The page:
The Painful Publishing Process: A Request to Simplify Bureaucratic Requirements

Download Article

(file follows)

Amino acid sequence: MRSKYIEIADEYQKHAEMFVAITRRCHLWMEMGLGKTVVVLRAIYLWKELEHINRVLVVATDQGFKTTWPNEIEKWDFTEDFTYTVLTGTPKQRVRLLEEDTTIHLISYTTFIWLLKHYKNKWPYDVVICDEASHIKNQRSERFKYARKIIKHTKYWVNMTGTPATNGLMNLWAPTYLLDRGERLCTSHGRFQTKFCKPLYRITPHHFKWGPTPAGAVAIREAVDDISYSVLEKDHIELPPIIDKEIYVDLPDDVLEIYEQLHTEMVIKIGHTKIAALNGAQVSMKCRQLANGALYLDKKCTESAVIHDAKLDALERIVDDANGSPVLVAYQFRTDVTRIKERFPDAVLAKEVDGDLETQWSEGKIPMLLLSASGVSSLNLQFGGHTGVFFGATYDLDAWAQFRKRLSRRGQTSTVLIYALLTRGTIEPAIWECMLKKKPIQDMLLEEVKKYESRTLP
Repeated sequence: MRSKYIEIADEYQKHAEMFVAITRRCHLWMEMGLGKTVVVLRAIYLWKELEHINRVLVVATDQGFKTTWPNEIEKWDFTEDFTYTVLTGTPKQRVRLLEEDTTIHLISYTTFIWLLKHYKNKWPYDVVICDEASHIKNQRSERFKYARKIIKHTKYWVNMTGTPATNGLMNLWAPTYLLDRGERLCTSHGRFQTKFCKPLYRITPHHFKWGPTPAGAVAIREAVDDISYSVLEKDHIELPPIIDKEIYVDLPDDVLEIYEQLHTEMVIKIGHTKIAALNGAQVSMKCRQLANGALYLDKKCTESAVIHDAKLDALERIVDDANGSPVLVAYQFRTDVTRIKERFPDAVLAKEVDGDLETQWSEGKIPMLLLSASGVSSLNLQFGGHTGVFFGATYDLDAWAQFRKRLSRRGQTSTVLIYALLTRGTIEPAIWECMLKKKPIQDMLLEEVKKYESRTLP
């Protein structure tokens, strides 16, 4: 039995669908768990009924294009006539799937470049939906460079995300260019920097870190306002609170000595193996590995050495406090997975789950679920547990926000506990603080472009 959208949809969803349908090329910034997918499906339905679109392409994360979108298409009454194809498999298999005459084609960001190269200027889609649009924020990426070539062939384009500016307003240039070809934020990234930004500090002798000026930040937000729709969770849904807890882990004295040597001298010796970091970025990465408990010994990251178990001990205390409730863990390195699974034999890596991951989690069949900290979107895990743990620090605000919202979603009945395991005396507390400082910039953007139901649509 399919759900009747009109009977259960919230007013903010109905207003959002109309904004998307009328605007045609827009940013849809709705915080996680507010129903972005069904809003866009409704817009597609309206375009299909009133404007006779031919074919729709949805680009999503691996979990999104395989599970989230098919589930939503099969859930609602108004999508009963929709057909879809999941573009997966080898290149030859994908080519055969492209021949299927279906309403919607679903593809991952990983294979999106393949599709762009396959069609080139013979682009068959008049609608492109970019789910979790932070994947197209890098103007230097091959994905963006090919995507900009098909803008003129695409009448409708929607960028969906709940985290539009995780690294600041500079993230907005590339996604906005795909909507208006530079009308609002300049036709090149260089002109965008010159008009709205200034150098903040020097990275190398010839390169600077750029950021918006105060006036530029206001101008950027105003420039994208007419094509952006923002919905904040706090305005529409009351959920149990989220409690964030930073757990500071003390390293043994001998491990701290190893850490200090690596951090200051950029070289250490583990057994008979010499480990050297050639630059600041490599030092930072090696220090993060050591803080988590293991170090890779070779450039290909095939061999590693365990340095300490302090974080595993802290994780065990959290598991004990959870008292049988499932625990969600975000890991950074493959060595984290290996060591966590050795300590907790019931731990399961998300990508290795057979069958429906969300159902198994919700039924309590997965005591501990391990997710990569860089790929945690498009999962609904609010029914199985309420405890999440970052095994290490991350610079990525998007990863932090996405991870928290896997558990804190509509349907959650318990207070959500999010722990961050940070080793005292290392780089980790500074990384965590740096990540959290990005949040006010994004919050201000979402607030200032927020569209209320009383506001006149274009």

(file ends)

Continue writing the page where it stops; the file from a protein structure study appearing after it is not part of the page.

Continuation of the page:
Publishing research is paramount to the advancement of medicine, and the peer-review process is critical for checks on research integrity. Although this process is over 300 years old and ubiquitous to scientific journals,1 it remains decentralized and disjointed in a way that inhibits timely reporting of data. Many scientific journals require authors to format papers prior to submission, but this formatting is not standardized across journals. Formatting is arduous work—details that must be attended to prior to submission include line spacing, tables, and figures, among others. Attention to even minute details, such as whether superscripted numbers or parentheses are used for references, is required. Citation styles vary widely, from the American Psychological Association (APA), to Modern Language Association (MLA), to American Medical Association (AMA) style. Within six major anesthesiology-related journals, for example, four different reference styles and formatting requirements are requested (Table 1). After spending a day or more formatting a publication for submission, authors may be told days later the journal is not interested in publishing their article, and the time-intensive process of reformatting for another journal submission begins. This process is not cost effective, with an estimated US $272–$1400 per day lost in opportunity costs, costing the scientific community millions per year.3 Further, in an era of increased scrutiny on publishing practices,4 an inefficient submission process focuses energy away from assessing submission quality and integrity.